What is the relationship between Khmer, Thai, and Viet languages

Discussion in 'Etymology, History of languages, and Linguistics (EHL)' started by NickJunior, Oct 26, 2007.

  1. NickJunior Senior Member

    Amérique du Nord
    Cambodgien
    Dear Linguists,

    What is the relationship (if there is any) between the Khmer (Cambodian), Vietnamese, and Thai or Lao or Mon languages.

    People say that Khmer and Vietnamese belong to same family. However, the two people don't understand each other at all. People also say that the Khmer and the Thai belong to the separate families. Yet, the two people can actually understand some of the words among themselves.

    So what is the deal? Thanks.
     
  2. Frank06

    Frank06 Senior Member

    Nederlands / Dutch (Belgium)
    Hi,
    Just a minor note to start with. Mutual intelligibility has little to do with the classification of languages. Armenian and Dutch also belong to the same family, but I doubt if the speakers can understand each other...

    According to ethnologue, Vietnamese, Mon and Khmer belong to the same language family, viz. Austro-Asiatic.
    Thai and Lao belong to a completely different language family, viz. Tai-Kadai.

    This kind of classification makes an abstraction of the influence of other languages over the centuries, possible convergence etc. It's just a classification, nothing more, nothing less :).

    Groetjes,

    Frank
     
  3. Hulalessar Senior Member

    Andalucía
    English - England
    Thai and Lao are apparently quite close to each other, the language of Isaan (NE Thailand) coming somewhere between. The people of Isaan (at least when speaking English) refer to their language as "Thai-Lao" or even "Lao".
     
  4. rocky007 New Member

    Hindi, Gujarati
    thanks for the info..
     
  5. palomnik Senior Member

    Vietnam
    English
    Thai borrowed a large number of words from Khmer in the medieval era, along with a lot of cultural traditions - including the writing system - which I understand is the reason for the similarity. Lao is quite similar to Thai, and also apparently borrowed its writing system from Khmer, although it is supposedly simpler than Thai's (I've never studied Lao, but the Thai alphabet, despite being touted as "phonetic", is probably more complicated to read than English, in my opinion).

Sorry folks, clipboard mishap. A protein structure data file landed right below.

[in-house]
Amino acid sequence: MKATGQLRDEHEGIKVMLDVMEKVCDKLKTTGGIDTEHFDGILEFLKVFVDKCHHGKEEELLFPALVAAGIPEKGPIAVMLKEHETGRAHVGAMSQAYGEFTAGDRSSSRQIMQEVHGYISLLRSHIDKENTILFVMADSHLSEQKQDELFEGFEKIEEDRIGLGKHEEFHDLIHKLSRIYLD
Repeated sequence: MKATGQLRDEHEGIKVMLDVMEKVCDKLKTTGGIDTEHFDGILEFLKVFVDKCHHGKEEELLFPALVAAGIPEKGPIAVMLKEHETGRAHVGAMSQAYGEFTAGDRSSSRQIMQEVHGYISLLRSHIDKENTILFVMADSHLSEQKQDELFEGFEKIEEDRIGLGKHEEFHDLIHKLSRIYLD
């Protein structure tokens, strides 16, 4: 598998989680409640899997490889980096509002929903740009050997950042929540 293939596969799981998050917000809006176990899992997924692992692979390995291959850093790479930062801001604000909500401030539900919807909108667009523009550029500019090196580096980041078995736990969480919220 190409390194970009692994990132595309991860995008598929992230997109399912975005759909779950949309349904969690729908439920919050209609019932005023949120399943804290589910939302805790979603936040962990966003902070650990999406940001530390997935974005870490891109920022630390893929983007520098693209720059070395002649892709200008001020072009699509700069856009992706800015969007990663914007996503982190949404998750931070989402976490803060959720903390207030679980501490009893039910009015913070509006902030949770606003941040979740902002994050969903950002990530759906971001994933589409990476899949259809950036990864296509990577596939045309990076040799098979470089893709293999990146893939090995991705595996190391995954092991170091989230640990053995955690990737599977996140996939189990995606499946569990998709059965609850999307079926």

Vietnamese, in the other hand, was heavily influenced by Chinese in its vocabulary, and this no doubt caused considerable divergence between Khmer and Vietnamese despite the fact that they are related languages. Chinese might have had an influence on the development of tones in Vietnamese, although the matter is debated and the fact is that the Vietnamese tonal structure is significantly different in nature from Chinese or Thai (Vietnamese has tonal "registers" - the difference may not be obvious but if you try to learn Vietnamese after learning Thai or one of the Chinese dialects it's noticeable). Khmer, of course, has no tones.
     
    Last edited: Mar 2, 2009
  6. thaiduytrinh New Member

    Vietnamese and English
    I am just wondering why Thai and Vietnamese sound so similar? Does Thai have similar tonal system to Vietnamese?
     
  7. MarX Banned

    Indonesian, Indonesia
    Thai and Vietnamese sound similar?
    I've only heard so many times that Vietnamese and Cantonese sound very similar.
     
  8. palomnik Senior Member

    Vietnam
    English
    All three (Vietnamese, Cantonese and Thai) have syllable final unreleased stops, which give them all a sort of "bouncy" sound, kind of like snapping a rubber band (by way of contrast, Mandarin doesn't have syllable final stops, at least not any more).

    Aside from that I don't think that Thai and Vietnamese sound all that similar. Thai tones are a lot more like tones in the Chinese dialects - they rely on tonal contrasts to tell them apart. Vietnamese tones have something approaching an absolute pitch.

    I suppose you could also argue that Vietnamese sounds somewhat like Cantonese, since they both have a wide gap between the highest and lowest tones.
     
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